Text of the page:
How to install and use a vapor barrier in a crawl space
Moisture control is an issue every homeowner has. Especially, homes built over crawl spaces deal with moisture, causing indoor air quality problems, which affects water heater durability, efficiency and HVAC ductwork.
The moisture in your crawl space also creates the perfect environment for wood destroying organisms. That could affect the effectiveness of your insulation and promote wood rot.
How do you know if you have moisture problems?
Easy, look to see if you have water collecting on the pipes or concrete walls in your crawlspace. If the answer is yes, then you’re experiencing a common problem and you should fix it as soon as possible.
Adding a high quality and permanent vapor barrier is one fairly easy solution that will correct your crawl space problem. A vapor barrier is a thin layer of impermeable material, included in building construction to prevent moisture from damaging the fabric of the building.
Installing a vapor barrier is not a complicated or expensive project, it can be completely DIY.
Here are a few tips that you should know before:
- It is really helpful to have at least one helper to pass items through the crawl space door and to help roll out the plastic, taping the seams, so ask someone to assist during the process.
- Make sure to have a good light to work safely and efficiently in the cramped space below the house.
- Locate your crawl space entrance properly. The entry hatch to crawl space is not always easy to find. It is sometimes located outdoors or along the perimeter wall. Make sure to locate them properly to avoid mistakes.
- Dry out the crawl space and leave it as dry as possible. Attack and stop all drainage and combustion problems. To do that, start using a dehumidifier, set up fans, remove wet materials, and use a pump to discharge any standing water.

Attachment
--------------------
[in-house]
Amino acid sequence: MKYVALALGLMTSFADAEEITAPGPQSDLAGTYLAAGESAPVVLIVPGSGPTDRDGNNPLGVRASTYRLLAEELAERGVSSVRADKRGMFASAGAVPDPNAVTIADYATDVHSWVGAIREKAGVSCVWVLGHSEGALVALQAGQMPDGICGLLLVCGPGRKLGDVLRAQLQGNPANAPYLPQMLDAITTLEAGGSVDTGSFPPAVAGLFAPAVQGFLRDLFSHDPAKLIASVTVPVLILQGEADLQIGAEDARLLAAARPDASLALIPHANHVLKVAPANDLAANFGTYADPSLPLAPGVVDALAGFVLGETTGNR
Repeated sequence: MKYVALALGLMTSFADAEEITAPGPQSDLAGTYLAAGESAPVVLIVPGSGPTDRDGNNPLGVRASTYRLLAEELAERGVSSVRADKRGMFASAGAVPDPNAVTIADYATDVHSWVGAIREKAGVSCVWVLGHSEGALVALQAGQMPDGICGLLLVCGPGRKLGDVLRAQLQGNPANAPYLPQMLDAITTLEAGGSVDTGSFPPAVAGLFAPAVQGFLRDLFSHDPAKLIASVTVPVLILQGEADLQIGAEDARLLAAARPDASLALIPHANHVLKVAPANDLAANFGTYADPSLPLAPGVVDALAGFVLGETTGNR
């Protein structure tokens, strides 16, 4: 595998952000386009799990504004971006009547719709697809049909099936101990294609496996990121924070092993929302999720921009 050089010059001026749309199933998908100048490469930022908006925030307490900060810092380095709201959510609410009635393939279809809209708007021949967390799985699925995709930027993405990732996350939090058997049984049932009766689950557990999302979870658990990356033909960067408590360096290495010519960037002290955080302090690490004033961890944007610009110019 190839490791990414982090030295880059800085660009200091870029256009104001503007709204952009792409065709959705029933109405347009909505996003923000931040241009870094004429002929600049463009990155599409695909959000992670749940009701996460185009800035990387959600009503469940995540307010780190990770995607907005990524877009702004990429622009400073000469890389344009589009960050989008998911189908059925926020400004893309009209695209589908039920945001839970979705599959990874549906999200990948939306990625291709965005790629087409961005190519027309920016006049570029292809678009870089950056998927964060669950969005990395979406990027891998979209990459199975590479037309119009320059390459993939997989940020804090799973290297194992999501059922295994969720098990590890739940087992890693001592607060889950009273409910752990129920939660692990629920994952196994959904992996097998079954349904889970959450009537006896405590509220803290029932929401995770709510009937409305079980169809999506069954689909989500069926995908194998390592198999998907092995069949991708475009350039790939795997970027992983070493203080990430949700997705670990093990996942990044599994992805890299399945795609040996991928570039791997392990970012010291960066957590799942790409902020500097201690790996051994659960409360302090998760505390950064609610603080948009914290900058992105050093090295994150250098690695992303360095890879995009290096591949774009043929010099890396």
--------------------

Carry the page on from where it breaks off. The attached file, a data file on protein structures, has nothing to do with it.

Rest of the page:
- Clean the crawl space. Remove all debris, especially anything sharp that might puncture the plastic. Make sure to remove all the mold and mildew within the area, if applicable.
- Prepare your plastic sheets. Roll them out and cut them. Beginning at one side of the crawl space, lay down the plastic over the entire place. Cut the sheets to the proper size, allowing 12 inches or more along the walls.
- Attach plastic sheets to walls and piers. The goal is to provide a solid barrier against the ground. Where necessary, you can cut additional small pieces of plastic to seal any gaps and ensure a full barrier.
- The experts recommend extending the vapor barrier up the wall, 6 to 12 inches above outside grade. In either case, the vapor barrier needs to be permanently attached and sealed to the foundation wall, so make sure to extend the plastic sheets about 12 inches up the walls around the perimeter of your crawl space.
- Finally, improve ventilation. The vapor barrier will prevent most water from getting into your crawlspace, but you should definitely improve cross ventilation as an additional method. That will help prevent any residual moisture from being trapped in the space. The EPA and the Department of Energy recommend using the existing HVAC system at a rate of one cubic foot per minute of conditioned air; per fifty square feet of crawl space area. That’s a small fraction of the conditioned air it takes to condition a typical bedroom. When HVAC ducts are in the attics, the best choice is to add a crawl space dehumidifier.
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